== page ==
Time travel in Eastern Pinal County

ORACLE, Ariz. – Walking side-by-side with Sarah Luchetta through the eastern region of Pinal County is a better anthropologic experience than eating popcorn in front of the History Channel’s latest excursion into the past.

Thanks to Central Arizona College’s Community Education program, Luchetta is bringing her experience and expertise to the Aravaipa region for a carefully navigated journey through local mountain time.

Prehistorical Oracle: Ball Courts, Ruins, Rock Art will meet for a trio of lectures followed by three field trips beginning Feb. 6 at Oracle State Park. The lectures will take place on Wednesday evenings Feb. 6 and 20, and March 5 from 6:30-8 p.m.

The field trips will occur on Saturdays from 9 a.m.-2 p.m. on Feb. 9 and 23, and March 8. The cost of the class is $75.

“Many people in the Oracle-Saddlebrooke-Oro Valley area are interested in archaeology, history and hiking,” Luchetta, who earned both her undergraduate and master’s degree in anthropology from the University of Arizona, said. “I thought a class like this would be attractive to people.”

The program also provides an opportunity for Luchetta to spread the word about protecting the natural heritage of the region. The idea for the Central Arizona College class was spurred following a talk she gave to guests at a local state park.

“The area in and around Oracle has a rich archaeological history that is being threatened by development,” she explained. “The idea is that the class would show people how interesting, important and unique the prehistory and heritage is in the area, and that it is important to protect and preserve both the natural and cultural history of the region.”

The class is a basic archeological overview of Oracle’s many prehistoric sites combining a lecture followed by a field trip to the location.

“I picked three large sites based on their accessibility and land status,” Luchetta said. “The classes will focus on the archaeology and prehistory of the region, the main sites in the area, why they are important, the main prehistoric groups who inhabited the region, what happened to them, and what was found at the sites.”

The first fieldtrip on Feb. 9 will be to the Black Mountains west of Oracle where the class will explore two Hohokam sites - the Suffering Wash site with its large ballcourt and the hilltop defensive site of Fortified Peak.

The second fieldtrip on Feb. 23 will feature a journey to the Romero Ruins at Catalina State Park, a prehistoric Hohokam site that houses a small ballcourt as well as a historic-period ranch house.

The third outing will be to a petroglyph site near the Catalina Mountains with its hundreds of pecked rock drawings of animals and geometrical designs on March 8.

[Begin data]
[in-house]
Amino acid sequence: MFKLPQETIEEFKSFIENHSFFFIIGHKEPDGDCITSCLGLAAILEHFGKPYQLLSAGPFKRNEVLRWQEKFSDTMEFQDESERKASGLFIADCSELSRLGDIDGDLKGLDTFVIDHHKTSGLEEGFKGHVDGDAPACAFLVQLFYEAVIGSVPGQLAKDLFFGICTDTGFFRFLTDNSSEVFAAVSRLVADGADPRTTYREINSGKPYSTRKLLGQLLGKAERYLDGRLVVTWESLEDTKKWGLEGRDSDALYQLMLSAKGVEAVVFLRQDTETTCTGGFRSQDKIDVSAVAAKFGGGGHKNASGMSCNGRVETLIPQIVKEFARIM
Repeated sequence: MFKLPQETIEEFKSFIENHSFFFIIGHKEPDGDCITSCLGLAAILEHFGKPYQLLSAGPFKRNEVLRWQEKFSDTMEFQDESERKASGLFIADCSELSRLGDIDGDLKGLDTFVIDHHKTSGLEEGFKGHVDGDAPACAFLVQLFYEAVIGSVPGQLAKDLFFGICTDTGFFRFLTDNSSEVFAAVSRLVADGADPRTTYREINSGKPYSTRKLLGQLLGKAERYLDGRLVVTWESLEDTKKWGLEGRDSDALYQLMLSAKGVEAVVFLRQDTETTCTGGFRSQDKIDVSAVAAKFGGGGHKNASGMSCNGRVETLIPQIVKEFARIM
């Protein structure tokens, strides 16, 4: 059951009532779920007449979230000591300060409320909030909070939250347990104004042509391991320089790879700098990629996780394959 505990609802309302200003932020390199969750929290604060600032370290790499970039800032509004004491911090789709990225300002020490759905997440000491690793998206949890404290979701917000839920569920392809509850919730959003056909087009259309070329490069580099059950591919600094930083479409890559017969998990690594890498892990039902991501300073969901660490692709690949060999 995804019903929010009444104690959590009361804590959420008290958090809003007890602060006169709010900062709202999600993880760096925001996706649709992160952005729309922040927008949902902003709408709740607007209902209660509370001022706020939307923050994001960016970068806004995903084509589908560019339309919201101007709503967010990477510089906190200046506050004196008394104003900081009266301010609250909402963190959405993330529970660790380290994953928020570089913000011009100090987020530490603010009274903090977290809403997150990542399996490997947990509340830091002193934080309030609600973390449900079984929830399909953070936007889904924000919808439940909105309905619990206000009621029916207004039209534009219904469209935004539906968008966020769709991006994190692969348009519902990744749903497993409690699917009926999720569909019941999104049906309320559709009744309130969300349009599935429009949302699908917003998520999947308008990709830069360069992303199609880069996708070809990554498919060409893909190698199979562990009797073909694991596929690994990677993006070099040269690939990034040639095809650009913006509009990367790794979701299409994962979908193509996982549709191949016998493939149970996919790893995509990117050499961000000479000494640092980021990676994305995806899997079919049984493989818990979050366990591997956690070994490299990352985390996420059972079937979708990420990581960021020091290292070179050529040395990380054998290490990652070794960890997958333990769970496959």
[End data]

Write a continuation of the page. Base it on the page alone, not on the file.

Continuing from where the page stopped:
This site, called the Baby Jesus Ridge Art Site, contains many abstract and anthropomorphic petroglyphs decorating the granite boulders in the area.

“All these sites were inhabited by the Hohokam and Salado groups who lived in the area here about a thousand years ago,” Luchetta said. “The idea is to teach this class this semester to see how people respond. If it is well-received, then I would teach another class in the future that is more hands-on with activities like flintknapping, ceramic analysis, and artifact identification.”

Luchetta is ideal to lead the program because of her expertise, education, and time spent performing research in the region.

“My master’s degree actually looked at migration and settlement patterns of prehistoric groups in the San Pedro Valley just north of Oracle,” she explained. “I am very familiar with the archaeology of the area. Since graduating, I have worked for various environmental firms in Tucson and at the Arizona State Museum doing archaeology.”

Her archaeology and anthropology roots run so deep in the region that Luchetta and her husband have started their own archaeological business conducting surveys and environmental compliance work prior to the granting of permits for land development. Luchetta also teaches anthropology classes at Pima College and taught an archaeology class at Central’s Signal Peak last year.

Members of the community who want to learn more about the class may contact Luchetta by phone at 520-896-2689 or by e-mail at sawat90@hotmail.com.

To register for the course, please contact Priscilla Barton at Central Arizona College’s Aravaipa Campus at 520-357-2817 or toll free at 866-869-6507, x2817.



Content on this page is provided by Public Information & Marketing.

Central Arizona College - District Office 8470 N. Overfield Road, Coolidge, AZ 85128 Phone: 800-237-9814